With summer approaching and river and beach days on the horizon, it’s an important time to make sure kids know how to be safe in the water. Now, thanks to the generosity of a local retired teacher, a group of 24 students from Alice Birney Elementary School were able to take six weeks of free swimming lessons to prepare for splashing season.
Marj Fay, who taught with Eureka City Schools for nearly 20 years and retired about 15 years ago, said that this service is something she’s wanted to provide for a long time. An avid swimmer herself and a member of the Arcata Community Pool’s board of directors, Fay believes that confidence in the water is a very important skill to have.
“I think every child in Humboldt County needs to learn how to swim,” Fay told the Outpost in a phone interview Thursday afternoon. “We are surrounded by rivers, lakes, ocean. It’s dangerous to not know how to swim. They don’t have to become excellent, proficient swimmers. But if they just know enough so they don’t panic, it’s a life-changer.”
Fay also knows that paying for and getting to swimming lessons is not possible for many families, especially in rural Humboldt, where the Arcata Community Pool is the only public pool that doesn’t require a membership, which is why she decided to donate about $1,000 to provide swim lessons for kids who might not otherwise have access to the classes.
Having spent some time teaching at Alice Birney, Fay decided to approach the school’s principal, Kristin Sobilo, with her contribution. Sobilo was thrilled with the idea and decided to make it available for a group of third through fifth grade students who were enrolled in the afterschool program. Starting at the beginning of March, the students went to the Arcata Pool on Fridays after school for six weeks and just finished up their last lesson on April 7.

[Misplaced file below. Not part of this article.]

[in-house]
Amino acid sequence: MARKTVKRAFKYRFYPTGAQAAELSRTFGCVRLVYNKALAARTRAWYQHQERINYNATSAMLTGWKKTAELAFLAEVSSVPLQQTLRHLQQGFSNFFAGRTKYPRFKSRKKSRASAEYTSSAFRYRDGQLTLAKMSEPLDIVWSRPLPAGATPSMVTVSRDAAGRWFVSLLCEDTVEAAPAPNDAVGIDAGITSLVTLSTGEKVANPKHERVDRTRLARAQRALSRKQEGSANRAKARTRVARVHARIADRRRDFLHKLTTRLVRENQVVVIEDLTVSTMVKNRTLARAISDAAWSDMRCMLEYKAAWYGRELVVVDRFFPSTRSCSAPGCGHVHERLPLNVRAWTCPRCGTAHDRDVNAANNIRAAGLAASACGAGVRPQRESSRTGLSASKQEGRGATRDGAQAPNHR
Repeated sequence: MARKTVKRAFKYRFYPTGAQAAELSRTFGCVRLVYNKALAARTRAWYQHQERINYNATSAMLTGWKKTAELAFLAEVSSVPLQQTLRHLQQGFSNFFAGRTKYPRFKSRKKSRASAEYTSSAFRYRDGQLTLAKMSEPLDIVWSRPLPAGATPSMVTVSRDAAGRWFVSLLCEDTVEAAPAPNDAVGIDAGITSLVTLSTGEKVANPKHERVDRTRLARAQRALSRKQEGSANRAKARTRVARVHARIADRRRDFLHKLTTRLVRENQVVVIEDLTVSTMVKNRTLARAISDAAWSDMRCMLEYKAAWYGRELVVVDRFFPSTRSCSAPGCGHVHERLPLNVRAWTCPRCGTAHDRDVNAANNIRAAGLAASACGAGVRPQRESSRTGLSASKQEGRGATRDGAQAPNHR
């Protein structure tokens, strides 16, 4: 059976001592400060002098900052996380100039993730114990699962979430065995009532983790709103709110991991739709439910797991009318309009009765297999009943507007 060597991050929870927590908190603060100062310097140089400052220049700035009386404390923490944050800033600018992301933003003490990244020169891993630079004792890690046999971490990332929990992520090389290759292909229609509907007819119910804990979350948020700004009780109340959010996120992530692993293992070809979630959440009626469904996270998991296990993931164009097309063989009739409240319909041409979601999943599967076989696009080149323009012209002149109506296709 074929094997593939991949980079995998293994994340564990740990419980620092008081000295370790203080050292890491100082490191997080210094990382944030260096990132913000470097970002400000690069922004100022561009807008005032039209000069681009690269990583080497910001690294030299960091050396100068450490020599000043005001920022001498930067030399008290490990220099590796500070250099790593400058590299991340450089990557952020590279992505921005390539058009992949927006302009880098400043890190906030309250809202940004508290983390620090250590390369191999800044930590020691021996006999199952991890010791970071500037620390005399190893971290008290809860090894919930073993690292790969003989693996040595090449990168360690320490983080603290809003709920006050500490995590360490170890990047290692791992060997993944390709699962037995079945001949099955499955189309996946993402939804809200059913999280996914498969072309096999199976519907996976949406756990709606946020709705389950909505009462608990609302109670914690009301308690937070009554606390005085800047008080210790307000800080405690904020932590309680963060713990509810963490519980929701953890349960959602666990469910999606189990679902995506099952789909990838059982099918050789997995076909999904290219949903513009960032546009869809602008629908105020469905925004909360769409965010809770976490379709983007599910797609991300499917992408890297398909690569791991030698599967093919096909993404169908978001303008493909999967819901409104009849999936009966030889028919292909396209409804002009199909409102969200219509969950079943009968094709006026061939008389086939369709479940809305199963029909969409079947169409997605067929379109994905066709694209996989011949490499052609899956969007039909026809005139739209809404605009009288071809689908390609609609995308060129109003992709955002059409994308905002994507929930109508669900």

“Two students had never been to a pool,” Sobilo wrote in an email to the Outpost. “Only five students were even able to tread water. Today, they all can! Our students are thankful and realize the amazing experience they are having.”
Because the school’s buses were not available for transportation on Friday evenings, Fay said, she also needed to organize drivers to shuttle the students to the pool. She reached out to friends and other teachers and was able to get together more than a dozen folks who were willing to help the kids out. Per school policy everyone had to fill out a volunteer form, be fingerprinted and take a TB test before driving the students.
Fay said that she was heartened by how many people wanted to help out and felt that her idea went swimmingly (yeah, that was a bad pool pun.) In the future Faye hopes to work with others to create a program that can regularly provide young students with access to this fun and valuable experience .
“The nicest thing about it was that everybody who went said that it was fun,” Fay said. The kids were adorable and they had a wonderful time. They really loved it. Heck, I loved it, too.”